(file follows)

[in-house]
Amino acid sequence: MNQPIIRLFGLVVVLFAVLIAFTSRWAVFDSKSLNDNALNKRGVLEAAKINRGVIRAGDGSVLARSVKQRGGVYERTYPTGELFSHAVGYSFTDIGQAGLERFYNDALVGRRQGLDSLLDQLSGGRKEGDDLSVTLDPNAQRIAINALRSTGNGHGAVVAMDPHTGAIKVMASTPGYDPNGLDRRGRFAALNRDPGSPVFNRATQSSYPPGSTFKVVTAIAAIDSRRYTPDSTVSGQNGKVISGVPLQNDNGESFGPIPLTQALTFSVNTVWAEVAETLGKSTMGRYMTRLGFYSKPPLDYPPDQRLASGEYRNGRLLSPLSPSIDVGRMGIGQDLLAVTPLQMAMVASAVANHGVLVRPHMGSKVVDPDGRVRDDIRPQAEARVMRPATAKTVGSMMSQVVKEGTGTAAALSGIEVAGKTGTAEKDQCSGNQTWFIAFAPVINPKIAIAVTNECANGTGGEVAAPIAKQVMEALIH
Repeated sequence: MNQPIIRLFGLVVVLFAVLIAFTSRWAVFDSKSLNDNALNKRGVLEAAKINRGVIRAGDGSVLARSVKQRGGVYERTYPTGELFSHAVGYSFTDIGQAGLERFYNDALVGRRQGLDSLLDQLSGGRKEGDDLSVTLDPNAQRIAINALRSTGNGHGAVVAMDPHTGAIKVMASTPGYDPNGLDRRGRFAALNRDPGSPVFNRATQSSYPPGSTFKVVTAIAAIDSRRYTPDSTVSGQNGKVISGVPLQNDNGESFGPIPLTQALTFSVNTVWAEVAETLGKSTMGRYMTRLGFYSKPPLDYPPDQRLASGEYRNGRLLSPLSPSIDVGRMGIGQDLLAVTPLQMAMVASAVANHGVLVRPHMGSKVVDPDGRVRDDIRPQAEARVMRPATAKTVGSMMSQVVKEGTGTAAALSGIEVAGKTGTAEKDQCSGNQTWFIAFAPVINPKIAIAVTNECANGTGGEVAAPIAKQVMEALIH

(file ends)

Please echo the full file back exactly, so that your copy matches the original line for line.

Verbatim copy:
[in-house]
Amino acid sequence: MNQPIIRLFGLVVVLFAVLIAFTSRWAVFDSKSLNDNALNKRGVLEAAKINRGVIRAGDGSVLARSVKQRGGVYERTYPTGELFSHAVGYSFTDIGQAGLERFYNDALVGRRQGLDSLLDQLSGGRKEGDDLSVTLDPNAQRIAINALRSTGNGHGAVVAMDPHTGAIKVMASTPGYDPNGLDRRGRFAALNRDPGSPVFNRATQSSYPPGSTFKVVTAIAAIDSRRYTPDSTVSGQNGKVISGVPLQNDNGESFGPIPLTQALTFSVNTVWAEVAETLGKSTMGRYMTRLGFYSKPPLDYPPDQRLASGEYRNGRLLSPLSPSIDVGRMGIGQDLLAVTPLQMAMVASAVANHGVLVRPHMGSKVVDPDGRVRDDIRPQAEARVMRPATAKTVGSMMSQVVKEGTGTAAALSGIEVAGKTGTAEKDQCSGNQTWFIAFAPVINPKIAIAVTNECANGTGGEVAAPIAKQVMEALIH
Repeated sequence: MNQPIIRLFGLVVVLFAVLIAFTSRWAVFDSKSLNDNALNKRGVLEAAKINRGVIRAGDGSVLARSVKQRGGVYERTYPTGELFSHAVGYSFTDIGQAGLERFYNDALVGRRQGLDSLLDQLSGGRKEGDDLSVTLDPNAQRIAINALRSTGNGHGAVVAMDPHTGAIKVMASTPGYDPNGLDRRGRFAALNRDPGSPVFNRATQSSYPPGSTFKVVTAIAAIDSRRYTPDSTVSGQNGKVISGVPLQNDNGESFGPIPLTQALTFSVNTVWAEVAETLGKSTMGRYMTRLGFYSKPPLDYPPDQRLASGEYRNGRLLSPLSPSIDVGRMGIGQDLLAVTPLQMAMVASAVANHGVLVRPHMGSKVVDPDGRVRDDIRPQAEARVMRPATAKTVGSMMSQVVKEGTGTAAALSGIEVAGKTGTAEKDQCSGNQTWFIAFAPVINPKIAIAVTNECANGTGGEVAAPIAKQVMEALIH